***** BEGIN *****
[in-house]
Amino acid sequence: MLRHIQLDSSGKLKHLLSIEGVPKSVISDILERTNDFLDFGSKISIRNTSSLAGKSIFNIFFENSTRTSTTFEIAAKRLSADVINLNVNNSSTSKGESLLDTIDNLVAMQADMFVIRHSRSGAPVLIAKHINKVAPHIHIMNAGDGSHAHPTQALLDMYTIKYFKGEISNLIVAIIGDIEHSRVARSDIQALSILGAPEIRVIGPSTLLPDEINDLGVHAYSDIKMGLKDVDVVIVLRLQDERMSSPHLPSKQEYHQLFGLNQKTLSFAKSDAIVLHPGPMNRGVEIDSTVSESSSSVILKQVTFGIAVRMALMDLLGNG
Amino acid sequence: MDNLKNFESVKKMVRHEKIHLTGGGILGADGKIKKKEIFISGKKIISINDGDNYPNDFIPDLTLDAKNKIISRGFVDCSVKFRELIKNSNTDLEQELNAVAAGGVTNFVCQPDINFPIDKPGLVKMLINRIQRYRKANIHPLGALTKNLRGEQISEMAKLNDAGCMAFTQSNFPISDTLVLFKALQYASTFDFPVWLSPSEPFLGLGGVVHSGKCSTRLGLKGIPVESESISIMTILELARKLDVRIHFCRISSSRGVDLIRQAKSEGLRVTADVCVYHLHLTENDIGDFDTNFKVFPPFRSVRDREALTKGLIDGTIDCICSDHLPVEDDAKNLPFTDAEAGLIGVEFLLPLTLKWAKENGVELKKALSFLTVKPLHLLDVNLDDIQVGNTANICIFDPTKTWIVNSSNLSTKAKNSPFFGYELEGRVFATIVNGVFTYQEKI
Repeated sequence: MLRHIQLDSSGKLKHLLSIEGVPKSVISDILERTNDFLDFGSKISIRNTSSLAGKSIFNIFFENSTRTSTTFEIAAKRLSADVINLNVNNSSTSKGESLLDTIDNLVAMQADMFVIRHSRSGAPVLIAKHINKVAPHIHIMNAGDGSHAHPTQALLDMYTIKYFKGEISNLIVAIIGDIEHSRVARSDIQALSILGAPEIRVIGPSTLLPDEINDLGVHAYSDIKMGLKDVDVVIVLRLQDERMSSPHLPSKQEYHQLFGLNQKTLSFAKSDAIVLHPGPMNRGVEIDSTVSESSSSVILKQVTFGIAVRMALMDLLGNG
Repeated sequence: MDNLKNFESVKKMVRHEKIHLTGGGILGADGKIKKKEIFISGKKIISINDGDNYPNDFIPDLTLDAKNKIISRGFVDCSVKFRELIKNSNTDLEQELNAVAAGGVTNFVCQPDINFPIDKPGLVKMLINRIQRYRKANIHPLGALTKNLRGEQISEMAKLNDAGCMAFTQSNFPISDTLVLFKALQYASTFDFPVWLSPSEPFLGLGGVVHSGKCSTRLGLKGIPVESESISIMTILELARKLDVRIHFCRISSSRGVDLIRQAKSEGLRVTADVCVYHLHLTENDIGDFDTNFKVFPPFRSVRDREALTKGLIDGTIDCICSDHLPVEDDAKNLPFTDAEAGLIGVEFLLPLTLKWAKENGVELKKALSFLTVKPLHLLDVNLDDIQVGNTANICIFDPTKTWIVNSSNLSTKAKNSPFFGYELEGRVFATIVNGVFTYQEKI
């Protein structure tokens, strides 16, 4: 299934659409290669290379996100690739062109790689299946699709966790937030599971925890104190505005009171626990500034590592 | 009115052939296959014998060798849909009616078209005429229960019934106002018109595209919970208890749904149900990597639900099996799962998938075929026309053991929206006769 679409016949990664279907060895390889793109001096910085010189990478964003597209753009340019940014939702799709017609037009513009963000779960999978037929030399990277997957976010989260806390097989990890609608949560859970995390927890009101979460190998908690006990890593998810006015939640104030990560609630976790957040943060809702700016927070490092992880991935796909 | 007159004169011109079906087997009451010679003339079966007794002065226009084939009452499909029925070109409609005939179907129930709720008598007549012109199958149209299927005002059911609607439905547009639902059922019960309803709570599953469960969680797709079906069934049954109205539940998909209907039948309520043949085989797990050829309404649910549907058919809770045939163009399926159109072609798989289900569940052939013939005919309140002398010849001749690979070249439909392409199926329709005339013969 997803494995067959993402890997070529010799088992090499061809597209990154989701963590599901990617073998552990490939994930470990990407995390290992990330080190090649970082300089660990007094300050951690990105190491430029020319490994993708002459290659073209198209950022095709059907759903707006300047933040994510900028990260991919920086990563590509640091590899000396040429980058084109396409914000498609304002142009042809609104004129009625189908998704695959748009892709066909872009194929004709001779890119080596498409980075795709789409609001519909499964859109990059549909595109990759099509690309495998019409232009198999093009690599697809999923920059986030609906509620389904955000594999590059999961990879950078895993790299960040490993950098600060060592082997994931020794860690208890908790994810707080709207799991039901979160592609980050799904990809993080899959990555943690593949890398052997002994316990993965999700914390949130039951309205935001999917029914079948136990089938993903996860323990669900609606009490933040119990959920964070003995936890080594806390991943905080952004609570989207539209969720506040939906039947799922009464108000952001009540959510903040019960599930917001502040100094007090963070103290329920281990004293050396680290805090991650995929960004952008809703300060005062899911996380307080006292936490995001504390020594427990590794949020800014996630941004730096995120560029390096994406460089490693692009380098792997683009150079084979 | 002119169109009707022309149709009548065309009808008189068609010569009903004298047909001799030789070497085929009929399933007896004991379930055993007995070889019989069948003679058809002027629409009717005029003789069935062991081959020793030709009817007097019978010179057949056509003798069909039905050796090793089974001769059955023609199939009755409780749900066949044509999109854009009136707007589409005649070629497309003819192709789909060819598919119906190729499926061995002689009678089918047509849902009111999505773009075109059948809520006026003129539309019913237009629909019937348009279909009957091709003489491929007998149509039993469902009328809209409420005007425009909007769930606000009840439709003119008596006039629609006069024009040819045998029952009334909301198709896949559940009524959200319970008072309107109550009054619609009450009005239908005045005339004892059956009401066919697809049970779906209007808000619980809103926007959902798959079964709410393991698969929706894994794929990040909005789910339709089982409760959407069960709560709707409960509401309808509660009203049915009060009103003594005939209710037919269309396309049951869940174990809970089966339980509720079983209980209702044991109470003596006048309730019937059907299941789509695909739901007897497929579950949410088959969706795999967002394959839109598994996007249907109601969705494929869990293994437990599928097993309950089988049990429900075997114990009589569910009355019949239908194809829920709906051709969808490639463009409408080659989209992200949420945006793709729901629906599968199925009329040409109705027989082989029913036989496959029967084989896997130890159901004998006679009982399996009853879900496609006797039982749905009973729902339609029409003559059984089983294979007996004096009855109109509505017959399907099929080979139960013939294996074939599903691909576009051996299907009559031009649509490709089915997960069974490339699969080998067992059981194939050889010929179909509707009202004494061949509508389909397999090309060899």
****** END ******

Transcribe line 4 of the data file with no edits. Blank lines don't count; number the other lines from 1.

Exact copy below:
Repeated sequence: MLRHIQLDSSGKLKHLLSIEGVPKSVISDILERTNDFLDFGSKISIRNTSSLAGKSIFNIFFENSTRTSTTFEIAAKRLSADVINLNVNNSSTSKGESLLDTIDNLVAMQADMFVIRHSRSGAPVLIAKHINKVAPHIHIMNAGDGSHAHPTQALLDMYTIKYFKGEISNLIVAIIGDIEHSRVARSDIQALSILGAPEIRVIGPSTLLPDEINDLGVHAYSDIKMGLKDVDVVIVLRLQDERMSSPHLPSKQEYHQLFGLNQKTLSFAKSDAIVLHPGPMNRGVEIDSTVSESSSSVILKQVTFGIAVRMALMDLLGNG